The Saturday and Sunday editions of The Telegraph with their numerous sections, display the design off to its best and the same branding has been rolled out across the Sunday magazine Stella and now into the Saturday Telegraph Magazine, although both supplements have their own special design twists. Stella magazine (redesigned by Sara Martin) makes clever use of the Marian font whereas with the Telegraph Magazine, Kuchar Swara has combined a condensed version of Austin with the blocky condensed sans-serif Druk, again supplied by Commercial Type. The magazine has distant echoes of Willy Fleckhaus’ Twen magazine from the 1960s or Roland Schenks‘ Campaign and Management Today magazines.
Sunday’s Stella magazine (above) makes use of the Austin and Marian fonts whereas Saturday’s Telegraph magazine (below) uses Austin and the bold condensed sans Druk
The Telegraph’s digital offerings are a triumph. In the same way that The Guardian has achieved a perfect brand synergy across all its platforms, Jon Hill and his team have done the same with The Telegraph and their ‘Edition’ app is a joy to use. The digital design work has been largely led by Nicola Ryan, the Deputy Creative Director. She has managed to find the balance between great looking typography/graphics with great user experience. The website naturally works well across all devices and the user experience is only disrupted by the inevitable adverts but these never become too intrusive. The mobile ‘live’ app uses bold ‘poster’ images or ‘cards’ as Hill describes them – type and simple cut-out pictures on coloured backgrounds deliberately designed to have impact on mobile screens.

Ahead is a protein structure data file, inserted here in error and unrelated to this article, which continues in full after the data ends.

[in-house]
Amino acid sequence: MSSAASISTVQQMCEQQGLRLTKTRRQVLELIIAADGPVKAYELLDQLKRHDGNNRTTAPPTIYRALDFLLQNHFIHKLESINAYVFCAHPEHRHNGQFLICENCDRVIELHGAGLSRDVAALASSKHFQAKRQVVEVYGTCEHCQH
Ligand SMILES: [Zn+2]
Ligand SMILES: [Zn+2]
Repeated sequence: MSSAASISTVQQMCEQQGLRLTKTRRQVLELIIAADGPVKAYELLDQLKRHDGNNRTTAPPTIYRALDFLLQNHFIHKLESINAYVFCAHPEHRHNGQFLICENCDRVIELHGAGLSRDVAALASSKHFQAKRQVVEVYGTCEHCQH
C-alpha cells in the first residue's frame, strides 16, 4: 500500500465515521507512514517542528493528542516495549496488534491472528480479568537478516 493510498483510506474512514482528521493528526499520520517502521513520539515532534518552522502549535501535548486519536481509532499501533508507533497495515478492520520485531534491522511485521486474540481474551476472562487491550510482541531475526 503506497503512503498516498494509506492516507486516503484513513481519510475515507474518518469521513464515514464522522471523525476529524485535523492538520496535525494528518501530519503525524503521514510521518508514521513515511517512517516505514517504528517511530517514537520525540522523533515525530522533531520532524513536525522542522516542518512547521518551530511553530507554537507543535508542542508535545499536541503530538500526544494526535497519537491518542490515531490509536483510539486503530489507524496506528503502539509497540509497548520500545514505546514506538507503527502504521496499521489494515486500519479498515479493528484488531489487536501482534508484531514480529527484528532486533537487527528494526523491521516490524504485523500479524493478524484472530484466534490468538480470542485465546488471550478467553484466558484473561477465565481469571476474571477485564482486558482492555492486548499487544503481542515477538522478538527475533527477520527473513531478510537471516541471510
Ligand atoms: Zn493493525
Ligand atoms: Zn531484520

A selection of ‘cards’ – simple but bold news story headers for use on the mobile app
But it’s the ‘Edition’ app designed for tablet (but which also works well on mobile) that I like the best. The reader subscribes to a daily edition with a new copy being quickly downloaded each day. It’s not ‘live’ so it does not have the benefit of updating itself but it uses a simple two-way swipe navigation system which is a real pleasure to handle. An up-down swipe takes you through a story, with a sideways swipe taking you to a new story or into a new section – and if you hit the button top right, you are given an overview of all the contents which you can rapidly swipe your way through to find what you are looking for.
The digital Edition’s contents ‘page’ looks great and is a pleasure to use
A selection of pages from the digital Edition
The digital work is naturally, constantly developing and Jon Hill and his team are always looking to improve the user experience and stay one-step ahead. Likewise the printed paper will continue to evolve. Whether The Telegraph’s redesign, with its fine attention to detail, has helped slow down the inevitable decline in the circulation of the printed product, it is difficult to assess – but an improved digital offering with its clarity of design has surely contributed to their growth in online circulation. I look forward to following their development.
And here’s my post from June 2016 on the best of the Muhammed Ali newspaper tribute supplements – with more examples of pages from The Daily Telegraph.